That direction (trainer lower) at least makes sense. Sometimes the difference is inverted which gets things more confusing.

The wattage delta is not completely useful with knowing the power that you were at for that delta. The real thing you need to evaluate is the percentage of difference, not pure / raw wattage.

And as a short, and largely useless comment, your experience is typical and not an exception. There are countless topics in here where X trainer is different than Y power meter. It is the common case to have a delta between the two.

The ultimate reason is likely a mix of factors and not easy to state without knowing a fair bit more than you shared. Are both devices properly calibrated / zero offset? Is the drivetrain clean and not excessively worn? What trainer mode was used? What gearing was used? And more are likely. It’s a complex issue that is not easily answered, unfortunately.

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Assuming both trainer and PM are 2% off, and the trainer is on the low end and the PM at the high end of the range, there would be a difference of up to 12W at 300W and 10W at 250W.

I had a 4W difference between my trainer and Stages crank the other day at an average wattage of 240W (240W Stages, 236W Kickr Core). According to my Assioma pedals on the other bike, my right leg contributes a bit more than my left leg, which would mean that the Stages crank values should be a bit too low. You could thus argue that the apparent over-reading of the stages crank partially compensates for the fact that it is only left-sided. I also did ramp and 20’ tests in two different labs on calibrated medical/scientific Cyclus trainers and the Stages readings were almost identical.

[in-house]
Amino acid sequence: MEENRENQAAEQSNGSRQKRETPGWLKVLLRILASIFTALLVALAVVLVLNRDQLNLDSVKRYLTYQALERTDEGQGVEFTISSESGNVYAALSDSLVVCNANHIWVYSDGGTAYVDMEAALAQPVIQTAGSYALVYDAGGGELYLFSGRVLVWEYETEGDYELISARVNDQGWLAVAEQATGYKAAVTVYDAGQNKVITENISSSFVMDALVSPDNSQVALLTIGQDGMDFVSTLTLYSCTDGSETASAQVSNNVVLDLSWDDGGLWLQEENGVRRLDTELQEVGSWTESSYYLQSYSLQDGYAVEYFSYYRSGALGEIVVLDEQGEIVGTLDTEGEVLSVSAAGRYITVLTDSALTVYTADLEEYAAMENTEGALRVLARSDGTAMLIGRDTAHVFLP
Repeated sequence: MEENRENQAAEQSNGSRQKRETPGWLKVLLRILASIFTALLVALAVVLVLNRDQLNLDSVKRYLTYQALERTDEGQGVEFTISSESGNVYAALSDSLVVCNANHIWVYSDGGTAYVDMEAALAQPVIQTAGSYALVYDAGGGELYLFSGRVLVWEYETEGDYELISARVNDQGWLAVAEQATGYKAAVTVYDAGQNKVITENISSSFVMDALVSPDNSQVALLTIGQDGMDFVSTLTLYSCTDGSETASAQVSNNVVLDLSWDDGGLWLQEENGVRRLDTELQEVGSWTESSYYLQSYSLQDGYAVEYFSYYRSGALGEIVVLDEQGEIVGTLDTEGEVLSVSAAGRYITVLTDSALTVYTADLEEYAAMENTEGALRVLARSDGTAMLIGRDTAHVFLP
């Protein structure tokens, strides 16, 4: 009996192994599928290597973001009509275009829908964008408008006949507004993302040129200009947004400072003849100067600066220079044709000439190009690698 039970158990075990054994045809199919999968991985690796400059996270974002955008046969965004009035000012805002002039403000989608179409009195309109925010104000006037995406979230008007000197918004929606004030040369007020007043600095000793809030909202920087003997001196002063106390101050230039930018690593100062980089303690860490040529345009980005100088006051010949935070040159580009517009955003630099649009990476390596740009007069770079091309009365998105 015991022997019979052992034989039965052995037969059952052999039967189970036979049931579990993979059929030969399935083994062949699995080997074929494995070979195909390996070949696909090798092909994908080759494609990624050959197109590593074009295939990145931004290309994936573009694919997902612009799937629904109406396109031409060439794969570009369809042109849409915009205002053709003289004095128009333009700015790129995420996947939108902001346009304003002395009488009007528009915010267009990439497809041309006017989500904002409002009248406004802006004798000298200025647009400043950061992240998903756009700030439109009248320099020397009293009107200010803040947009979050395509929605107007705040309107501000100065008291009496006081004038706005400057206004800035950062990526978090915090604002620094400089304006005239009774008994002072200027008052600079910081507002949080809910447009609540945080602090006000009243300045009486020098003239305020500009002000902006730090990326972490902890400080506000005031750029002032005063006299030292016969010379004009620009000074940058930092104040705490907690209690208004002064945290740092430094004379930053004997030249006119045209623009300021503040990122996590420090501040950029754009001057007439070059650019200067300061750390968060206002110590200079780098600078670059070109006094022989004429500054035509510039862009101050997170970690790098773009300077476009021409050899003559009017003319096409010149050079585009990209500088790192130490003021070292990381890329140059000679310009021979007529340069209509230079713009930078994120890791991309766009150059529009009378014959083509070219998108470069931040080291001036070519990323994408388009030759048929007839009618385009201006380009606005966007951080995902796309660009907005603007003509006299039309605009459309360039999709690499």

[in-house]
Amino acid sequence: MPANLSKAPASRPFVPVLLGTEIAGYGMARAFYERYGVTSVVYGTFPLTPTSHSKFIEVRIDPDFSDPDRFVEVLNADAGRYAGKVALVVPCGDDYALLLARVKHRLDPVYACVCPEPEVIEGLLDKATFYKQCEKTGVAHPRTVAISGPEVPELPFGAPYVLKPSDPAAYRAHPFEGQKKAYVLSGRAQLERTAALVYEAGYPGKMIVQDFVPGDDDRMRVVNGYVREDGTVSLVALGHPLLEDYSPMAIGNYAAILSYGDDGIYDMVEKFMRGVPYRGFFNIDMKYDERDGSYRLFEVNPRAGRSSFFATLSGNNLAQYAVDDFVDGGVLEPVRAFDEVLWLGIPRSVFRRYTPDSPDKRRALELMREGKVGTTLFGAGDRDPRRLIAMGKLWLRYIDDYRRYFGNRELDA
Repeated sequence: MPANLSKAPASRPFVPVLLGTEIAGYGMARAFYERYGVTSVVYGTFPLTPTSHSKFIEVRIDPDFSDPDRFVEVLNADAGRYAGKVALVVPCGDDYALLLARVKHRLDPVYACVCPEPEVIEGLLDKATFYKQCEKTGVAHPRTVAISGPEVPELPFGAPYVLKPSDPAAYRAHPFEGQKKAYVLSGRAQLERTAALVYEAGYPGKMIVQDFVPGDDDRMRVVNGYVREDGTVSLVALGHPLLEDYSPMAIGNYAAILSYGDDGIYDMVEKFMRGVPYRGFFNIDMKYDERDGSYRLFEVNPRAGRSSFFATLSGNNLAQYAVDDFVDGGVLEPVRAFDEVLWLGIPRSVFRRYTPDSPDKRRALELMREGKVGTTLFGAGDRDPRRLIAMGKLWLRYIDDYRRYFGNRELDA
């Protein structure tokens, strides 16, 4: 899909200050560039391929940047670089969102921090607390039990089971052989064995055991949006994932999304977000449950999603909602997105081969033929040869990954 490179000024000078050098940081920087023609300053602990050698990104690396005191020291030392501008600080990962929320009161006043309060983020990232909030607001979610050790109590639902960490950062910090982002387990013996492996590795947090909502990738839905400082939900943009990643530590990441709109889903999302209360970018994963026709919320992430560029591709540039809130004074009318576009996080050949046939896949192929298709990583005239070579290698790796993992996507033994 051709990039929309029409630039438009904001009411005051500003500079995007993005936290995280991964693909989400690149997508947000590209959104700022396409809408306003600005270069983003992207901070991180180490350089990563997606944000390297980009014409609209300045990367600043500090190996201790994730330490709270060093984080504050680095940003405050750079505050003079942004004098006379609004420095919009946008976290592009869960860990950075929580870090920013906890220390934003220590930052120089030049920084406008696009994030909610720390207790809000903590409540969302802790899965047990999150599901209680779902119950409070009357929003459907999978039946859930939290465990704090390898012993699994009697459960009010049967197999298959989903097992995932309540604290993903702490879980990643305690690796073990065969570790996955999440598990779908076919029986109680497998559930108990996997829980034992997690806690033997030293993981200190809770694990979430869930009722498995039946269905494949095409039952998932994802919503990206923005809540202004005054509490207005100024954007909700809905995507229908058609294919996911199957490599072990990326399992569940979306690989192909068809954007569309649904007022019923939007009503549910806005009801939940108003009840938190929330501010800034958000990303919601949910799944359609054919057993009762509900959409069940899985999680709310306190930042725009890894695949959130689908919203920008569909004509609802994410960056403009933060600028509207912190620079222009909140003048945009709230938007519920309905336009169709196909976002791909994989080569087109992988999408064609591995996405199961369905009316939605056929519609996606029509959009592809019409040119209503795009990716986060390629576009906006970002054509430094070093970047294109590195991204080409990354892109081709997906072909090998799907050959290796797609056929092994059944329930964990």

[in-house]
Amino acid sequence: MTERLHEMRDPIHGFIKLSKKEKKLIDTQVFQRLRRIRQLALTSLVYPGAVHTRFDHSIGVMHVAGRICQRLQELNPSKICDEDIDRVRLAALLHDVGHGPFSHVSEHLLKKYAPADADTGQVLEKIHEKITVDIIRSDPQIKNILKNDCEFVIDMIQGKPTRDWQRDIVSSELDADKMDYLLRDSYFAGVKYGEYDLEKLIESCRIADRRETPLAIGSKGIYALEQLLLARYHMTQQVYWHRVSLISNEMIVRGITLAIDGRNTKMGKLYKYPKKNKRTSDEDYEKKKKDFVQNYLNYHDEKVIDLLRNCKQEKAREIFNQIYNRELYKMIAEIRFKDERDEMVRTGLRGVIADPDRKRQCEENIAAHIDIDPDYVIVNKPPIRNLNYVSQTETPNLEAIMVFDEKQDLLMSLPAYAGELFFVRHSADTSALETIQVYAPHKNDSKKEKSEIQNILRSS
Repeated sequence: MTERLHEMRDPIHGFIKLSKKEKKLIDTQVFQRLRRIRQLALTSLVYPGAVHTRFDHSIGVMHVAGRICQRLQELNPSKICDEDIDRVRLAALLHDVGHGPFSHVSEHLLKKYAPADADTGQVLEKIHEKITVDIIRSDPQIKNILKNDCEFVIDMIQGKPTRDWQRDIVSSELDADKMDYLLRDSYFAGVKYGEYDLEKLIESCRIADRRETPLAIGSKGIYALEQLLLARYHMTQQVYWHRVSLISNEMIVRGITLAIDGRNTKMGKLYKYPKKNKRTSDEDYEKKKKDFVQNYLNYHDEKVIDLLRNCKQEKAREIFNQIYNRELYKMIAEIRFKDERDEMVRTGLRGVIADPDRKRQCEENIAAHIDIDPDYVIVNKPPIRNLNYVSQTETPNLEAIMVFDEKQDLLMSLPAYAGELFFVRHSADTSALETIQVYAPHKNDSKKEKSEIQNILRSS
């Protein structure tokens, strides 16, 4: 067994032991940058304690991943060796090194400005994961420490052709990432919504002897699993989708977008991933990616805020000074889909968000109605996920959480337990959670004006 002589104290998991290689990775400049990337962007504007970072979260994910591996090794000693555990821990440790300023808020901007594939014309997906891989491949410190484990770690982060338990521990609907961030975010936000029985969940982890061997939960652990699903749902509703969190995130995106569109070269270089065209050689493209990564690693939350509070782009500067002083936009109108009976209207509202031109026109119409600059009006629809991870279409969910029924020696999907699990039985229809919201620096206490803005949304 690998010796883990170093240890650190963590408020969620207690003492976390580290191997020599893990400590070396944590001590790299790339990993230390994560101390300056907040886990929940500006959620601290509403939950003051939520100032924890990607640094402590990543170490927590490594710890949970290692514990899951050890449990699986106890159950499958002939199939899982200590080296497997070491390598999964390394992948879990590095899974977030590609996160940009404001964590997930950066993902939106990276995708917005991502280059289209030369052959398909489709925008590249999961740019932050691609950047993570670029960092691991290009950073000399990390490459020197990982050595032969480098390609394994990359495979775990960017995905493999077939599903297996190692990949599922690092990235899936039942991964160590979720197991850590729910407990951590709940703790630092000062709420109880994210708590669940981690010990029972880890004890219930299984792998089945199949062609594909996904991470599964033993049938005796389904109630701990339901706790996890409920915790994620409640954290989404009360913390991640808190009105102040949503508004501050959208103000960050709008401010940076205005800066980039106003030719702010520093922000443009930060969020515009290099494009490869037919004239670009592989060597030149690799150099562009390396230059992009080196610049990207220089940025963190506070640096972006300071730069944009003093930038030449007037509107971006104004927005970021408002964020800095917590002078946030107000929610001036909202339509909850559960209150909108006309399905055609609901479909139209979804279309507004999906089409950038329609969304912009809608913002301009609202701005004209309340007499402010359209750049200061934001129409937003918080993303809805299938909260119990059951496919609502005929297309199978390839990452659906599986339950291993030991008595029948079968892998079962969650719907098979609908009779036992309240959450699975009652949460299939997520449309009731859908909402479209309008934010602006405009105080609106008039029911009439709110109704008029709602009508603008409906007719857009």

Anyway, I use the same values when training/riding with all three devices (Stages, Kickr, Assioma) and never felt that any of them gave me unreasonable data. Daily changes in performance have a greater impact in my opinion.

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I was having 5-15 watt difference in the recovery valleys - at around 100 watts so definitely more than 2%. I was checking ad hoc in the devices tab on TR rather than taking an average.

Have put another bike on the trainer now, which has 4iiii crank based pm to see where that lands.

What is the best way to make a comparison? I was thinking of recording with my PM as an indoor ride on my headunit and compare against TR file from the Core

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Sounds good. I’d warm up the trainer for 10’ and perform a spindown before doing the workout.